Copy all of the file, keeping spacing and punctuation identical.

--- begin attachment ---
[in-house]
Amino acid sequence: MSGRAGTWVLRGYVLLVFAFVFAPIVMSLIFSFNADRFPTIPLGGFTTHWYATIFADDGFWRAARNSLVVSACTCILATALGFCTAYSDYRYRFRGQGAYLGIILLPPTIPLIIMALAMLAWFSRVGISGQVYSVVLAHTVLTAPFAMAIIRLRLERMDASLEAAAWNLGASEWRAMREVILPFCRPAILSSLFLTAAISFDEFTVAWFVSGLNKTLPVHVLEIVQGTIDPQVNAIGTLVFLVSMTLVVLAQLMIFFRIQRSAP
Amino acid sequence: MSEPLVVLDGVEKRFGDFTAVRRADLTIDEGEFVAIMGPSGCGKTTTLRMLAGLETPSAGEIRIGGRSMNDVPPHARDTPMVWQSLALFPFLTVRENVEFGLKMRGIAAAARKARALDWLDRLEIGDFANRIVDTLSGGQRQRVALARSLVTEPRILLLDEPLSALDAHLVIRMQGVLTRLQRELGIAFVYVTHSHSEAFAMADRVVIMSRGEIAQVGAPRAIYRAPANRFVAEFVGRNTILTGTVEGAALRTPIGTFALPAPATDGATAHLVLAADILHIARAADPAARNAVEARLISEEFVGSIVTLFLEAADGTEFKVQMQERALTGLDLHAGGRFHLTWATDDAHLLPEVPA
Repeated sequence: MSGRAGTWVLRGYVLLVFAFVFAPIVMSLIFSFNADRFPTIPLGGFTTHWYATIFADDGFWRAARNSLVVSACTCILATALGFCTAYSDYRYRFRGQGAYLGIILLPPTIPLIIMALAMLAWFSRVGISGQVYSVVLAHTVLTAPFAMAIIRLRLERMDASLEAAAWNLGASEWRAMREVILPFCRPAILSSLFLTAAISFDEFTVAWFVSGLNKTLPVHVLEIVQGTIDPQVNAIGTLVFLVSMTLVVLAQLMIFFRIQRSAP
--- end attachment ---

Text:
[in-house]
Amino acid sequence: MSGRAGTWVLRGYVLLVFAFVFAPIVMSLIFSFNADRFPTIPLGGFTTHWYATIFADDGFWRAARNSLVVSACTCILATALGFCTAYSDYRYRFRGQGAYLGIILLPPTIPLIIMALAMLAWFSRVGISGQVYSVVLAHTVLTAPFAMAIIRLRLERMDASLEAAAWNLGASEWRAMREVILPFCRPAILSSLFLTAAISFDEFTVAWFVSGLNKTLPVHVLEIVQGTIDPQVNAIGTLVFLVSMTLVVLAQLMIFFRIQRSAP
Amino acid sequence: MSEPLVVLDGVEKRFGDFTAVRRADLTIDEGEFVAIMGPSGCGKTTTLRMLAGLETPSAGEIRIGGRSMNDVPPHARDTPMVWQSLALFPFLTVRENVEFGLKMRGIAAAARKARALDWLDRLEIGDFANRIVDTLSGGQRQRVALARSLVTEPRILLLDEPLSALDAHLVIRMQGVLTRLQRELGIAFVYVTHSHSEAFAMADRVVIMSRGEIAQVGAPRAIYRAPANRFVAEFVGRNTILTGTVEGAALRTPIGTFALPAPATDGATAHLVLAADILHIARAADPAARNAVEARLISEEFVGSIVTLFLEAADGTEFKVQMQERALTGLDLHAGGRFHLTWATDDAHLLPEVPA
Repeated sequence: MSGRAGTWVLRGYVLLVFAFVFAPIVMSLIFSFNADRFPTIPLGGFTTHWYATIFADDGFWRAARNSLVVSACTCILATALGFCTAYSDYRYRFRGQGAYLGIILLPPTIPLIIMALAMLAWFSRVGISGQVYSVVLAHTVLTAPFAMAIIRLRLERMDASLEAAAWNLGASEWRAMREVILPFCRPAILSSLFLTAAISFDEFTVAWFVSGLNKTLPVHVLEIVQGTIDPQVNAIGTLVFLVSMTLVVLAQLMIFFRIQRSAP